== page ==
Just as the critics of toxic masculinity do not claim that masculinity is always toxic, just as little does a criticism of toxic freedom mean: "All self-determination is dangerous." The criticism is directed rather to negative designs and negative auslebungen, specifically: an intentional or unintentional misinterpretation of the concept of freedom. Freedom, like masculinity, can be lived out in a variety of ways, most of which are certainly not dangerous to the public. But a concept of freedom that only knows self-interest is literally unsocial: it ignores the social level and the equal interests of others.
Ironically, one can imagine what the question of vaccination is actually about socially with a philosopher who is generally (and wrongly) decried as a misanthropist: Arthur Schopenhauer .
In general, however, 9/10 of our happiness is based on health alone. With it everything becomes a source of enjoyment: on the other hand, without it, no external good, of whatever kind, can be enjoyed, and even the other subjective goods, the properties of the spirit, disposition, temperament, are downgraded and very stunted by sickness.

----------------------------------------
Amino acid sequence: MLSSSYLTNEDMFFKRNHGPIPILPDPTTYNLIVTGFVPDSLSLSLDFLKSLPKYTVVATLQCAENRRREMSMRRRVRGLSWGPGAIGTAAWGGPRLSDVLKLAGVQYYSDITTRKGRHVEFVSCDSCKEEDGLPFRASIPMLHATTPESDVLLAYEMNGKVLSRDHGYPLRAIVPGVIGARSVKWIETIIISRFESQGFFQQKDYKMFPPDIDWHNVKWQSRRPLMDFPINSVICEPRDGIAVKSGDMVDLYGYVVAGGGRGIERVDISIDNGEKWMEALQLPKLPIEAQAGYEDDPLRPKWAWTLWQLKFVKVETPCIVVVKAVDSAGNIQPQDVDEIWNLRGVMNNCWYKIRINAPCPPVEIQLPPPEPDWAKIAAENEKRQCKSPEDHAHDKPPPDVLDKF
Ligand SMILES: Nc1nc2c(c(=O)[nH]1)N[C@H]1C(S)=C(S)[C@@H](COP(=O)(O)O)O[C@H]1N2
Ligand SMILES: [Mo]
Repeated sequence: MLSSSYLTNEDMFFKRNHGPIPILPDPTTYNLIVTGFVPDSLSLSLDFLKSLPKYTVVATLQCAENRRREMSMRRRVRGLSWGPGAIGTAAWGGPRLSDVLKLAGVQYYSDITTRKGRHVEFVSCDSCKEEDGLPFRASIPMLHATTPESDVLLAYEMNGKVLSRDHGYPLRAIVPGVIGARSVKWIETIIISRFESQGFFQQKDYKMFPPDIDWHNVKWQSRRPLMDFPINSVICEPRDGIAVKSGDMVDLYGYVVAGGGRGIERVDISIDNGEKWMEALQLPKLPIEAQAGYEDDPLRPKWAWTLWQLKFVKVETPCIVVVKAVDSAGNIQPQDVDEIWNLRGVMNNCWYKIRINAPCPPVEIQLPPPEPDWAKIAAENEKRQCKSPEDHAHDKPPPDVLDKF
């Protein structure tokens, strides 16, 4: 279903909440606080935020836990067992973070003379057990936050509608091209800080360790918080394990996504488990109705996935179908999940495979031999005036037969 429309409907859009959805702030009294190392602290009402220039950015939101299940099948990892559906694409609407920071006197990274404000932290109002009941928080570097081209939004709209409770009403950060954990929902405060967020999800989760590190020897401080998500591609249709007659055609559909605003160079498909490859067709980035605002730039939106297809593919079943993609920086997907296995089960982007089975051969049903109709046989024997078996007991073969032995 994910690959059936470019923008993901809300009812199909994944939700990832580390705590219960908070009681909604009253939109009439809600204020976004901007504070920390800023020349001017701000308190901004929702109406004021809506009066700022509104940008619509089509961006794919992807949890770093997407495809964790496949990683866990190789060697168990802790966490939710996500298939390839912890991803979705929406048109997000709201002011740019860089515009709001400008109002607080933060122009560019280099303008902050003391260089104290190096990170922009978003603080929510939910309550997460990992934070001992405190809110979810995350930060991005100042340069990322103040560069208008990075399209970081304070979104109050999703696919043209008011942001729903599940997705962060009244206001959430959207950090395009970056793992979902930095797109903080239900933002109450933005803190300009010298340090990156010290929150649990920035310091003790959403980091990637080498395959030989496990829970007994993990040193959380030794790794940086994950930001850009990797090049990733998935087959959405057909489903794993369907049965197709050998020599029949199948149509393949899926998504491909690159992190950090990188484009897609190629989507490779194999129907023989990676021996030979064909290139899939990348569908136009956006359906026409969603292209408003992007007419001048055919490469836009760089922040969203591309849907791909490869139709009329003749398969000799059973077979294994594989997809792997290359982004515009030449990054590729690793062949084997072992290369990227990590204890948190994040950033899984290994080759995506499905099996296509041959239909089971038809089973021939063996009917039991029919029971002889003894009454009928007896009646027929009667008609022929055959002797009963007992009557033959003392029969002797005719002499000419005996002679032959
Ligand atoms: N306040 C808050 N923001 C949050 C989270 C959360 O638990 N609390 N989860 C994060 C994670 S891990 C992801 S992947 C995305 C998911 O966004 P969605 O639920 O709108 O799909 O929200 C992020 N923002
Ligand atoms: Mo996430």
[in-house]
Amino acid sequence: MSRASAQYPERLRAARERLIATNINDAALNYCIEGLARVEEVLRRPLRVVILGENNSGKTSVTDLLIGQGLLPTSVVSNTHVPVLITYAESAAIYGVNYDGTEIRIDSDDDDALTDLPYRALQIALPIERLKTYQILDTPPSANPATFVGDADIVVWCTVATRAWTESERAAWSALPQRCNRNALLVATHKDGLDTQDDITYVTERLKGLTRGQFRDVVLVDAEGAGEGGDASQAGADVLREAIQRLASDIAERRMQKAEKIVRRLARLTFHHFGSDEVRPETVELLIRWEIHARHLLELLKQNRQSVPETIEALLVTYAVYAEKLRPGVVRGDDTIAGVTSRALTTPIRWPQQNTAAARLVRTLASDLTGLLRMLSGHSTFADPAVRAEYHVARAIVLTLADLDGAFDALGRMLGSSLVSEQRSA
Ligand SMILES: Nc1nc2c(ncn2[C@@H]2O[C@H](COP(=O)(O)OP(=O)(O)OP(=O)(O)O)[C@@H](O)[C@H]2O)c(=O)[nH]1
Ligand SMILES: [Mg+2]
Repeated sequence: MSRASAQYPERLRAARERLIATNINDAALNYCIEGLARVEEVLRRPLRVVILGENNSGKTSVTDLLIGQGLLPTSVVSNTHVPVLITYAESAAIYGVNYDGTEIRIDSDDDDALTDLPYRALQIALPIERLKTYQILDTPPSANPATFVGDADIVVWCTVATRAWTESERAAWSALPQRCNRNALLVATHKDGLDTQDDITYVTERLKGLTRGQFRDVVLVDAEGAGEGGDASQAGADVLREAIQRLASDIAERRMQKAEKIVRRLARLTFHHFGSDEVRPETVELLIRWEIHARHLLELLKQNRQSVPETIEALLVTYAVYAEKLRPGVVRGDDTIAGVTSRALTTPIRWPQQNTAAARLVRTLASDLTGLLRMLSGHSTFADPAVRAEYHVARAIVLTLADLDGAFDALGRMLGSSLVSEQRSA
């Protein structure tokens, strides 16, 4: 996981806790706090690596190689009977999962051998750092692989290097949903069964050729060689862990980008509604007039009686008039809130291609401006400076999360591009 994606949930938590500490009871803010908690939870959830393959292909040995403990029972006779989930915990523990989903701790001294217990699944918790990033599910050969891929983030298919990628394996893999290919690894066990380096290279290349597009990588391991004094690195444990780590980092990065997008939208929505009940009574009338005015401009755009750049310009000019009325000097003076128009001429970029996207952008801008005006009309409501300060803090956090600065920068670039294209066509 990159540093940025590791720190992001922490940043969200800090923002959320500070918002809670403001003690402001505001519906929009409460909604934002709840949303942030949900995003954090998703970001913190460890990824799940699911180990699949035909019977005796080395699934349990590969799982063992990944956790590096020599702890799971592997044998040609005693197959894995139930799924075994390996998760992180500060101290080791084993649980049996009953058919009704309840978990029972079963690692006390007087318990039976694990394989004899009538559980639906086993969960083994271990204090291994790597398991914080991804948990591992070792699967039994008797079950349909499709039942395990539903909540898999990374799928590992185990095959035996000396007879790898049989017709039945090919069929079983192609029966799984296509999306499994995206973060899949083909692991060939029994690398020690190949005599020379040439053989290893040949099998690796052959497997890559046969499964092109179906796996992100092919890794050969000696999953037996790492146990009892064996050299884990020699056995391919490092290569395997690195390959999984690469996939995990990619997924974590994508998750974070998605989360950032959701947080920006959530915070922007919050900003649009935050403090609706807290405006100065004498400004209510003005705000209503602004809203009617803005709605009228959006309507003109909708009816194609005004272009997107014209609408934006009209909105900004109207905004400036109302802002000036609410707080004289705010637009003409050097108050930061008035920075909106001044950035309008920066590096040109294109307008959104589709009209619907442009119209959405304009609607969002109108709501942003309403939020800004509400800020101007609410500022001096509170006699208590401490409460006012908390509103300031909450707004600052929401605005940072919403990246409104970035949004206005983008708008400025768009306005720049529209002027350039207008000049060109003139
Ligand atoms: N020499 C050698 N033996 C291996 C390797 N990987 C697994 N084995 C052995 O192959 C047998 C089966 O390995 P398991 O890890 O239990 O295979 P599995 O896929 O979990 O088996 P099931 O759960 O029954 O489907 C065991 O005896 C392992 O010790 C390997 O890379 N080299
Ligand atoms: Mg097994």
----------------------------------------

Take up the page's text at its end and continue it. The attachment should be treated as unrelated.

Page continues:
You don't need a pandemic to see how much truth there is in Schopenhauer's words.
One likes to argue about the nine tenths. On the other hand, it is fairly undisputed that being healthy is a good thing, being sick is a burden.
Perhaps one day we will look back on anti-vaccination with as much astonishment as we did at the fact that car drivers once thought the seat belt was paternalistic. Perhaps we will look at the past with incomprehension as we do now at the fact that we used to smoke across the board in restaurants, on trains and even on planes (including the author of these lines). Perhaps we will see legitimate interventions in the rules of the game that we impose on one another and that a state imposes on us to protect, especially in times of crisis, rather than illegitimate attacks.
In any case, when it comes to vaccination, Kantians would say: Vaccination is a moral imperative because I have to protect others, just as I want others to protect me when I am at risk. And as a utilitarian one could argue: It is advisable to have me vaccinated because a faster end to the pandemic causes less economic damage, causes fewer victims and so more restrictions can be removed for even more people more quickly. And both schools of thought together offer reasons why it makes sense if the healthcare system is not overloaded. Because we all have a responsibility for it. And because it benefits me and everyone individually.
In view of a global pandemic, ethical reasons could be given for compulsory vaccination, depending on the situation.
However: where there is insight, coercion is obsolete.
Our self-image as mature beings would be much more in line with the fact that each and every one of us asks ourselves over and over again using a free self-test whether our own way of life is still under the label of “freedom” - or whether there are good reasons for it to be considered toxic.
We can hope for this look in the mirror from each other. Voluntarily. Autonomous.